How to Know if CPU is Dead? (The Complete Guide)

Lindsay Hayes

If you fear that you might have a dead CPU, it is important for you to be able to verify that it is truly defective. There are some telltale signs of a dead or failing CPU: it won't turn on, it will turn on but have issues booting, the operating system may continually and frequently lag or freeze, or you might contend with frequent spontaneous shutdowns.

There are so many important hardware components in a PC, so it can be hard to know what part is failing when you start having issues. I've helped fix a lot of computers over the years, and even though it isn't that common, processor failure is always an outcome no one wants. I've had some computers of my own that have fallen victim to this.

So, if you want to know how to figure out whether your CPU is dead, this guide will tell you everything that you need to know. Let's get right into the details.


What Are the Symptoms of CPU Failure?

The reason why you're reading this article is probably because you've noticed certain signs from your computer that you reckon are related to your computer's central processing unit failing.

Focused Shot of Computer Processor

Well, you might not be far off from the truth at all. Let's take a look at some of the symptoms you might notice if your CPU fails.

When you experience these, there's a good chance that your CPU is dead or dying, but you may still need to physically inspect your computer or do some troubleshooting steps to be sure.

How Can You Tell for Sure if Your CPU is Bad by Looking at It?

If you've experienced some of the signs of a dead CPU, I recommend actually popping the lid on your computer case and taking a look at your processor.

These are some things you might see which are almost certain signs that your CPU is dead.

There is Physical Damage to the Processor

As long as it remains in your CPU socket, your processor is one of the more unlikely computer components to be physically damaged. However, if you recently removed or inserted it, it's possible that it could have sustained some damage.

The more common way for a processor to be damaged is when the pins are damaged. With modern processors, damaged pins only apply to AMD CPUs, since Intel processors don't have pins on the processor itself.

If possible, you can attempt to bend the pin straight again, but you need to be extremely careful. If the pins break in your effort to get them straight, your CPU is dead for sure.

There is Visible Damage On the Motherboard Socket

You should also take a look at the socket that the CPU installs into on your motherboard, especially for Intel processors.

Since an Intel CPU doesn't have pins, the pins used for contact are in the CPU socket. These can bend, though it's a bit harder to get this to happen than it is with pins on an AMD processor. However, if they are bent out of place or touching one another, it can result in processor failure.

You also want to look out for any corrosion on or around the socket. Also, look out for black spots where components may have burned out. While these are motherboard-specific issues, important components being burned out can allow unregulated power to get to your CPU, which can cause it to fail.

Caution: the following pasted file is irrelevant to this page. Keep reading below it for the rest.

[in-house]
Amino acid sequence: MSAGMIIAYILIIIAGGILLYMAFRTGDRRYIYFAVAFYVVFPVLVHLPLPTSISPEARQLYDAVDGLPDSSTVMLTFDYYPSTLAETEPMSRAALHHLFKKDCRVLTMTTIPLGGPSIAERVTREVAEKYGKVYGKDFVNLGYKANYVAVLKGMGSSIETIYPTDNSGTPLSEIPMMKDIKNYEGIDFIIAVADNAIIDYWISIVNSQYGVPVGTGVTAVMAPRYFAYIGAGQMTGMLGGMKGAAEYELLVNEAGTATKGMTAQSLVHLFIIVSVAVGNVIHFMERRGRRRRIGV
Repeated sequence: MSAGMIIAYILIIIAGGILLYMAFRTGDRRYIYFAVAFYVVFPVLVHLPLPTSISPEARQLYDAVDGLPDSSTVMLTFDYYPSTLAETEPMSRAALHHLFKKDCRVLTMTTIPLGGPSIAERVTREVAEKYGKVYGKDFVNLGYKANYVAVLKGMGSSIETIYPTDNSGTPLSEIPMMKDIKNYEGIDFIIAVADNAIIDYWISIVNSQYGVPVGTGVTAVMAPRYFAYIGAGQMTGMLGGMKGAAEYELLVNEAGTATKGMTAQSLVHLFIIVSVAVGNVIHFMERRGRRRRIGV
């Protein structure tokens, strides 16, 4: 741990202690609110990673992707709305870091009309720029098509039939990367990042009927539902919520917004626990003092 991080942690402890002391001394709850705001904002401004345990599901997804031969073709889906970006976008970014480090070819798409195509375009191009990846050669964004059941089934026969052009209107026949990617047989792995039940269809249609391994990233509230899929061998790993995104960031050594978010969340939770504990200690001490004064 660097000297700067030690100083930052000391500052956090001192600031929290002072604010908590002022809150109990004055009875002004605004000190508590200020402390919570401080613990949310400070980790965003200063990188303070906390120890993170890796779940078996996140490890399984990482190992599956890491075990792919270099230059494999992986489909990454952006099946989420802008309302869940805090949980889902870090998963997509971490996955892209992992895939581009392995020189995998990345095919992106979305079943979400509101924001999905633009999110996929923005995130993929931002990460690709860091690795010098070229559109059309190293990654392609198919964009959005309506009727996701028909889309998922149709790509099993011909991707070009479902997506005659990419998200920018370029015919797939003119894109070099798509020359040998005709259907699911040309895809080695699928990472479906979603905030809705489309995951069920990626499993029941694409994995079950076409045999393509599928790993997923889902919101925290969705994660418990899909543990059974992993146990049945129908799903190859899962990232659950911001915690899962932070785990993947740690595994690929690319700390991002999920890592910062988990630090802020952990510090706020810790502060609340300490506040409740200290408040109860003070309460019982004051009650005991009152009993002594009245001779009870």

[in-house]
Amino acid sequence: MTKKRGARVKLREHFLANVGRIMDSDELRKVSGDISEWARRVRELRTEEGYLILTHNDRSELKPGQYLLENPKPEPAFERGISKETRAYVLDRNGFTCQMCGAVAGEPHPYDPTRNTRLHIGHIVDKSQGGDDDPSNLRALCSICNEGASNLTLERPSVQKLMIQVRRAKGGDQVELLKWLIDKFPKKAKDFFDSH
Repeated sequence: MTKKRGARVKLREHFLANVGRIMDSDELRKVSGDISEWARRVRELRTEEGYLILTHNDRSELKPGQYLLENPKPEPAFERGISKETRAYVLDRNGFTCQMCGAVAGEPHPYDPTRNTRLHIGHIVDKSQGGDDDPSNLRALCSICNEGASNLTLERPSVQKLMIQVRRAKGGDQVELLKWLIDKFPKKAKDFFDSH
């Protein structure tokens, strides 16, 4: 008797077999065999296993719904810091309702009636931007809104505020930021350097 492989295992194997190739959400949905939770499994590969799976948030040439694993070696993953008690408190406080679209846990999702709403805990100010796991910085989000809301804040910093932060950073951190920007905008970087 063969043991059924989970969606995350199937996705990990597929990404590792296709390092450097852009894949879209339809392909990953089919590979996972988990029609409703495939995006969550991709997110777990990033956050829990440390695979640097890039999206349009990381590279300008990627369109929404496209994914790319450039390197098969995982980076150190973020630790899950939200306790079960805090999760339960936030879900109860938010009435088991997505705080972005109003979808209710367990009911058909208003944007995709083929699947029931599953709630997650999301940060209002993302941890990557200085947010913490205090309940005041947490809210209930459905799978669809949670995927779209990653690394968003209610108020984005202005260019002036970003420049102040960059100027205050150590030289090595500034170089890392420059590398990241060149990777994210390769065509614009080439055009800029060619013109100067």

Motherboard and Ryzen Processor

How to Troubleshoot a Potentially Dead CPU?

Now, if you're not sure that you have a dead CPU on your hands, it is time to get to troubleshooting all the hardware connected to your computer that could potentially be causing this to happen.

Having a test computer available will make it so much easier for you to troubleshoot your entire system and figure out the culprit. However, I can understand that not everyone will have access to a separate desktop PC.

Make Sure Your RAM is Working

If your computer doesn't switch on at all, it could be a failed CPU, but it could also be an issue with your RAM. Just like your CPU, RAM is required when the computer boots, so a computer without any memory won't turn on.

However, you should also note that your PC might not even turn on if just one RAM module out of two or three is faulty.

If you have spare RAM that you're sure works, like from a test PC, you can put it in and see if your computer passes the POST test at that point. Or, you can take the RAM from your computer and put it in the test PC to see whether the system still starts up properly.

If your RAM works on another PC, then it is likely not the problem. But if spare RAM gets the computer to switch on and past the POST test, it was the culprit all along, not a dead processor.

Make Sure Your Power Supply Unit is in Good Shape

The power supply unit is responsible for providing electricity to all your PC components. It takes the mains voltage, whether 120V or 220V, tunes and delivers it appropriately to every separate piece of computer hardware.

However, the components need to have power supplied to them precisely. With not enough power going to your processor and other components, the computer might not work properly. Also keep in mind that a power surge can fry your computer hardware, including your CPU.

You want to make sure that you don't have a faulty PSU on your hands. If you've got another power supply around, you can plug it in and see whether the system is able to start up.